The Missing 20,000

I find myself caught somewhere between incredibly angry and wearily lost for words. 

A week or two ago, Sajid Javid – the current Home Secretary – pledged that, if he became prime minister, he would put 20,000 more police officers on the streets.

Speaking on the radio a few days ago, Boris Johnson suggested that “it is vital that they (the police) are properly funded… I thoroughly agree that we need more police out on the street.” In fact, he agreed with the suggestion that 20,000 more officers were needed.

Yesterday on social media, another of the Conservative leadership contenders, Jeremy Hunt, accepted bluntly that “police cuts went too far.” 

20,000 is of course the (significantly rounded down) number of police officers cut from forces in England & Wales since the coalition government came to power in 2010. (Actually, 44,000 is an even more telling number. It’s the one, supplied by the National Audit Office, that includes PCSO and Police Staff cuts.)

And here we are now, presented with the words of three men who have played senior roles in the government of the last nine years, who have ambitions to lead that government themselves, and who appear to be in absolute agreement about the fact that the government has been entirely wrong about policing. They have, finally, accepted the overwhelming need to put back what has been taken.

But where the hell were they whilst the damage was being done? 

Until comparatively recently, police officers who warned of the inevitable consequences of the government’s approach to policing were accused of “crying wolf”. They were told that crime was down and that police reform was working – two assertions that were repeated endlessly as justification for everything the government was doing.

Except that crime isn’t down and police reform isn’t working. Completely the opposite is true in fact. And now, a succession of would-be prime ministers are flailing to undo a series of devastating harms that are entirely of their own making. It’s almost as though the people who understand policing – those who have done the job and who love the job – knew what they were talking about. It’s almost as though government policy of the last nine years has been driven by nothing more than ideology and ignorance.

And all of it has come at a staggering cost – not just to policing, but to us all:

  • Crime is rising – certainly crime of the most serious kinds.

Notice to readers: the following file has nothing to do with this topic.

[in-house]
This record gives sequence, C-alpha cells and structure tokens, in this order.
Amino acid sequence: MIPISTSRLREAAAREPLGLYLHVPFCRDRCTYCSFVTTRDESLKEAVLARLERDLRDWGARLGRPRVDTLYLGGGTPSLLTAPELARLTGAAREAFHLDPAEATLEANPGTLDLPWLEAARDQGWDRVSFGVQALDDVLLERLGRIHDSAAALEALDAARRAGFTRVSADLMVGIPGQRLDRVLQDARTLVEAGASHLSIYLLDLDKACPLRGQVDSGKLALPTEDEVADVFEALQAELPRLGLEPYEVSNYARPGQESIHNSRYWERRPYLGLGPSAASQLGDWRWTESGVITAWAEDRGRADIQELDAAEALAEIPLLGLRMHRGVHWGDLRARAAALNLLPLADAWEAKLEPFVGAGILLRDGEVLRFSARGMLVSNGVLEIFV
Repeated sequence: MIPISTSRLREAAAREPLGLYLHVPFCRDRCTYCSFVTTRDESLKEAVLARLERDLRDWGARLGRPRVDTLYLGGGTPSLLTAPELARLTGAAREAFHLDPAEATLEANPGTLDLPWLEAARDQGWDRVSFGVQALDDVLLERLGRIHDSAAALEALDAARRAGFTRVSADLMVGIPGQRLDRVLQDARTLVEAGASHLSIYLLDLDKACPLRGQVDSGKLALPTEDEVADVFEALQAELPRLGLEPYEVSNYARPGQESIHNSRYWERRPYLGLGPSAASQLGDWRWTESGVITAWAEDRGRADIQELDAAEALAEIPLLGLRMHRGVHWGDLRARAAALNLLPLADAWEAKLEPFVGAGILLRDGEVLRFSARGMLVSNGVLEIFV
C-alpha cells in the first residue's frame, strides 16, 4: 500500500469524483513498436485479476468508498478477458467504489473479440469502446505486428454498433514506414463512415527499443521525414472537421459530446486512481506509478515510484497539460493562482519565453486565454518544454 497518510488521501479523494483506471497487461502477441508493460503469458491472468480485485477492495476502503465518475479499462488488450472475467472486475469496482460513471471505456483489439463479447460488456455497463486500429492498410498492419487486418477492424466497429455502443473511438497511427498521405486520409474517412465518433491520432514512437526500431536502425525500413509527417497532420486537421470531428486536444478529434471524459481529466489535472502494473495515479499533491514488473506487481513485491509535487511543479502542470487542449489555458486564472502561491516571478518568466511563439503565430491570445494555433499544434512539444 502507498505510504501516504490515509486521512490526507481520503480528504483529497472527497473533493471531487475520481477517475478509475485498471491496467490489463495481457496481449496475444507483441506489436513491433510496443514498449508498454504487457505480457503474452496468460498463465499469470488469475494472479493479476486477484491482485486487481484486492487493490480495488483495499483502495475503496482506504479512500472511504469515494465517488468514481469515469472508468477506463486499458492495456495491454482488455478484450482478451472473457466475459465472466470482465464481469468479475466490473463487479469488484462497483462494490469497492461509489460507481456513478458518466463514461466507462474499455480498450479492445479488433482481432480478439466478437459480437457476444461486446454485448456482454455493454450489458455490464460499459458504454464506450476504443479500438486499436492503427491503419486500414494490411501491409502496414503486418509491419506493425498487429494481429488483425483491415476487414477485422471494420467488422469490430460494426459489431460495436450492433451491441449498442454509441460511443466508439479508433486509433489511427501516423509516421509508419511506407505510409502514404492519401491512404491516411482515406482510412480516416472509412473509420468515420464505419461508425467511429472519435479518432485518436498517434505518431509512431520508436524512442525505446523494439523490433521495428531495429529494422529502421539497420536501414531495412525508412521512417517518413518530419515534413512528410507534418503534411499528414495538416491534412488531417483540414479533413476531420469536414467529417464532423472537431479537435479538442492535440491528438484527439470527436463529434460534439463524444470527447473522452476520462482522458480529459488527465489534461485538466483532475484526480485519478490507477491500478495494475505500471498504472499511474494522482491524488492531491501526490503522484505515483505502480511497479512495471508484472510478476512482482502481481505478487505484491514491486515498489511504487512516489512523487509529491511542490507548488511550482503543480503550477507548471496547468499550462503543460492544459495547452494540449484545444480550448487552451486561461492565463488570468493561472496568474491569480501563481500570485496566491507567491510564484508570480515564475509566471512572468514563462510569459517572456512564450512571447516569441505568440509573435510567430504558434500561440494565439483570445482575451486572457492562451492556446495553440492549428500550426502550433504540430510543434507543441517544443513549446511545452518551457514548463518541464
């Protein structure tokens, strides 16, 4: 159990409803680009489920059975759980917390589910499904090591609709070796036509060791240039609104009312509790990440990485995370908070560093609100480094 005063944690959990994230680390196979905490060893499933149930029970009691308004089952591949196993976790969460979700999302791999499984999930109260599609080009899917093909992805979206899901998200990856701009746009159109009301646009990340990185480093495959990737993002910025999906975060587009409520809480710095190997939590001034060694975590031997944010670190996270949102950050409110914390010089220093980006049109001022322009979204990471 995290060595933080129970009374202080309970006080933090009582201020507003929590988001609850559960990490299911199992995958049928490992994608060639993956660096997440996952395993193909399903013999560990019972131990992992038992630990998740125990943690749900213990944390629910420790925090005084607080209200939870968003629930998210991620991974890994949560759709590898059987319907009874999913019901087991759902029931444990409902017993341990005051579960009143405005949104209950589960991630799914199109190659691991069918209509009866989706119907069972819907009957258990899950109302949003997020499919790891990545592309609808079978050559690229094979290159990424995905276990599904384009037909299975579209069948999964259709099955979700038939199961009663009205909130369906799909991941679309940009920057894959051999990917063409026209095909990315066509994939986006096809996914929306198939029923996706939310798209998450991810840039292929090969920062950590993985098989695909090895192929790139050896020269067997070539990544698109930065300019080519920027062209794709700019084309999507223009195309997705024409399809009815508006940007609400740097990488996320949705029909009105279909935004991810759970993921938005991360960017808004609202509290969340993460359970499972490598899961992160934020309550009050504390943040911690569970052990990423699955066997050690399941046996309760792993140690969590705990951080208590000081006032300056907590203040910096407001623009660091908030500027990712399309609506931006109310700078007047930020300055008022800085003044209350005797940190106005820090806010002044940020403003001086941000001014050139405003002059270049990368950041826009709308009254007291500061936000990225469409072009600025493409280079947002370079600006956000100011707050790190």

• Demand is rising – not least as a consequence of the gaping holes that have appeared in the delivery of other frontline public services. And the cost of austerity continues to be greatest for those least able to bear it.
  • Risk is rising – with, it seems to me, more police officers being more seriously assaulted more frequently than I can ever recall (with significant insult added to substantial injury in the form of derisory court sentences handed out to many of those convicted of attacking them).
  • Police sickness is rising – not least as a result of the inevitable trauma and stress that officers are exposed to. People are breaking under the loads they are being asked to carry.
  • Public concern is rising – not least as a consequence of the decimation of neighbourhood policing in most parts of the country.

I talk about policing because policing is what I know. But you will find parallels across the public sector – in health, in education, in youth services, in adult social care and so it goes on. And the consequences are catastrophic. Put simply, people are dying out there.

So you’ll forgive me if I take no comfort whatsoever from the words of a handful of politicians fighting over the keys to Downing Street. Enough. They’ve talked too much already. It is their actions that will define them now.



As ever, it seems important to me to reiterate the point that the current opposition are as much of a train wreck as the current government. This should never be about party politics. Policing is too important for that.

Version 2

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